These people are often regarded as some of the greatest minds of our century; nevertheless they often had to face huge obstacles, the ridicule of their peers, and the animosity of society.
Charles Darwin: In his early years, Darwin avoided a medical career and was often chastised by his father for being lazy and too ‘dreamy’. Darwin himself wrote, “I was considered by all my masters and my father, a very ordinary boy, rather below the common standard of intellect.” Perhaps they judged too soon, as Darwin today is well known for his revolutionary scientific studies.
Albert Einstein: Most of us take Einstein’s name as synonymous with genius, but he didn’t always show such promise. Einstein did not speak until he was four and did not read until he was seven, causing his teachers and parents to think he was mentally handicapped, slow and anti-social. Eventually, he was expelled from school and was refused admittance to the Zurich Polytechnic School. It might have taken him a bit longer, but Einstein eventually began to redefine the way we see the world- winning the Nobel Prize and changing the face of modern physics.
Robert Goddard: Goddard today is hailed for his research and experimentation with liquid-fueled rockets, but during his lifetime his ideas were often rejected and mocked by his scientific peers who thought they were outrageous and impossible. Today rockets and space travel don’t seem far-fetched at all, due largely in part to the work of this scientist who worked against the notions of his era.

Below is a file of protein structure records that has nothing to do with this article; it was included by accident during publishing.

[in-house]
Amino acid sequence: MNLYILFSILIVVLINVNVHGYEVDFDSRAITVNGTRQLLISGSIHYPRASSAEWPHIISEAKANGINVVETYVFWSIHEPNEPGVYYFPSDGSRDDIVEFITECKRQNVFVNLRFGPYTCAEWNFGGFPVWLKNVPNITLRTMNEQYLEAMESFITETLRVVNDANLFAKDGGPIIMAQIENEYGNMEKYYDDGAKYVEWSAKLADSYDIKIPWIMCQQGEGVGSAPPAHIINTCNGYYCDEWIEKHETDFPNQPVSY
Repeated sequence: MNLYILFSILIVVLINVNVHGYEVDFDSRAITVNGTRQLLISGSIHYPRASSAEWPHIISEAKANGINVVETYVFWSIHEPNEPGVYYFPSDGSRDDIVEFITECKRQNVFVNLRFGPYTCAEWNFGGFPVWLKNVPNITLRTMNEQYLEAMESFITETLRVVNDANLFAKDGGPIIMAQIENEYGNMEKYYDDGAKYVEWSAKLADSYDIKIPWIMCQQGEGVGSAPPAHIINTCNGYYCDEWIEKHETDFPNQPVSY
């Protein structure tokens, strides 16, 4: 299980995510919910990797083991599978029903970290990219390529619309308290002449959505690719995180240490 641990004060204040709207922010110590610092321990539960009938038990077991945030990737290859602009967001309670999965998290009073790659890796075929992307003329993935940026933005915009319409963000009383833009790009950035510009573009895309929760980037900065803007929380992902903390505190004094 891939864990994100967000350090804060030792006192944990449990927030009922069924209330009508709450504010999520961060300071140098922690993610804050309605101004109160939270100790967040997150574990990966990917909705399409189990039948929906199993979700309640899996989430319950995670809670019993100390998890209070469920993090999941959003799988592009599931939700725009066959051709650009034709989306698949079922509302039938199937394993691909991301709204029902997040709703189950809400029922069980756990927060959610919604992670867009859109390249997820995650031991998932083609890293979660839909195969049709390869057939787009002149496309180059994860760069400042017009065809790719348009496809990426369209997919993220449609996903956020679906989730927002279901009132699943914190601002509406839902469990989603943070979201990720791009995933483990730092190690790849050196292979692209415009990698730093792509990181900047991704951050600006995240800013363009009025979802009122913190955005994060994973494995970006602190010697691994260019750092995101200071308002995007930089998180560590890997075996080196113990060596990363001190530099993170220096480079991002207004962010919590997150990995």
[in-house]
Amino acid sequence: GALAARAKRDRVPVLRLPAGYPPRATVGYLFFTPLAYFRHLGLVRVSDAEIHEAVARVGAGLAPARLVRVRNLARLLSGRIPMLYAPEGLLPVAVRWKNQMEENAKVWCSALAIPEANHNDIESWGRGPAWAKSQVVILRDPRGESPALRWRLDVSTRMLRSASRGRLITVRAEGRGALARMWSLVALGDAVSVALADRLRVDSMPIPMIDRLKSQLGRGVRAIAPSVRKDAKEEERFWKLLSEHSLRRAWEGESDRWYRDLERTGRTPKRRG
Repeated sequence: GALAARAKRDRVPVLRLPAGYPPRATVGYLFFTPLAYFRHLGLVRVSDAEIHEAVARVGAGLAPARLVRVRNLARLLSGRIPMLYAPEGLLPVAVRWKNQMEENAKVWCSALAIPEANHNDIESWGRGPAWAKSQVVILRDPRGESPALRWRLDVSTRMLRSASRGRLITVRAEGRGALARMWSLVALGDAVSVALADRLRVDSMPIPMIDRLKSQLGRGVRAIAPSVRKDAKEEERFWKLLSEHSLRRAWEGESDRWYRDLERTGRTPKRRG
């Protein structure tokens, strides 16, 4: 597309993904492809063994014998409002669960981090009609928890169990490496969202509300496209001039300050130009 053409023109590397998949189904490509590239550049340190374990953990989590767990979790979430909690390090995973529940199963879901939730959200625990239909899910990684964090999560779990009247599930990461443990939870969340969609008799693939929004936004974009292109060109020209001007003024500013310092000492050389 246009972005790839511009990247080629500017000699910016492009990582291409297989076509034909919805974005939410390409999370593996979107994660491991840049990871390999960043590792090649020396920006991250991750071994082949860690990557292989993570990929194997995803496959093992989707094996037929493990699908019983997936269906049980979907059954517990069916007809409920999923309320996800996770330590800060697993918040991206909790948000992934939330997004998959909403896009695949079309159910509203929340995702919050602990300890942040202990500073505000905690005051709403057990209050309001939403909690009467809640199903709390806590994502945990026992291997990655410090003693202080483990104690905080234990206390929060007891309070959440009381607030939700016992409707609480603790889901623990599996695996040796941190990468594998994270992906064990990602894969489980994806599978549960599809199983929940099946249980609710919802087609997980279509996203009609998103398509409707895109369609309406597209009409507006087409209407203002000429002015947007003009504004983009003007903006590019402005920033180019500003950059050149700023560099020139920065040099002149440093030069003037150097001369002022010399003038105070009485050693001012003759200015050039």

Isaac Newton: Newton was undoubtedly a genius when it came to math, but he had some failings early on. He never did particularly well in school and when put in charge of running the family farm, he failed miserably. So poorly, in fact, that an uncle took charge and shipped him off to Cambridge University to limit his damage. It is there where he finally blossomed into the scholar we know today.
Socrates: Despite leaving no written records behind, Socrates is regarded as one of the greatest philosophers of the Classical era. Because of his new ideas, in his own time he was called “an immoral corrupter of youth” and was sentenced to death. Socrates dismissed his critics and continued to teach his ideas, until he was forced to poison himself.
Robert Sternberg: This stalwart in the field of psychology received a “C” in his first college introductory psychology class when his teacher told him that, “There was already a famous Sternberg in psychology and it was obvious there would not be another.” Sternberg answered that criticism, graduating from Stanford with exceptional distinction in psychology, summa cum laude, and Phi Beta Kappa. He eventually became the President of the American Psychological Association. This should inspire students to always strive to succeed, no matter what anyone says along the way.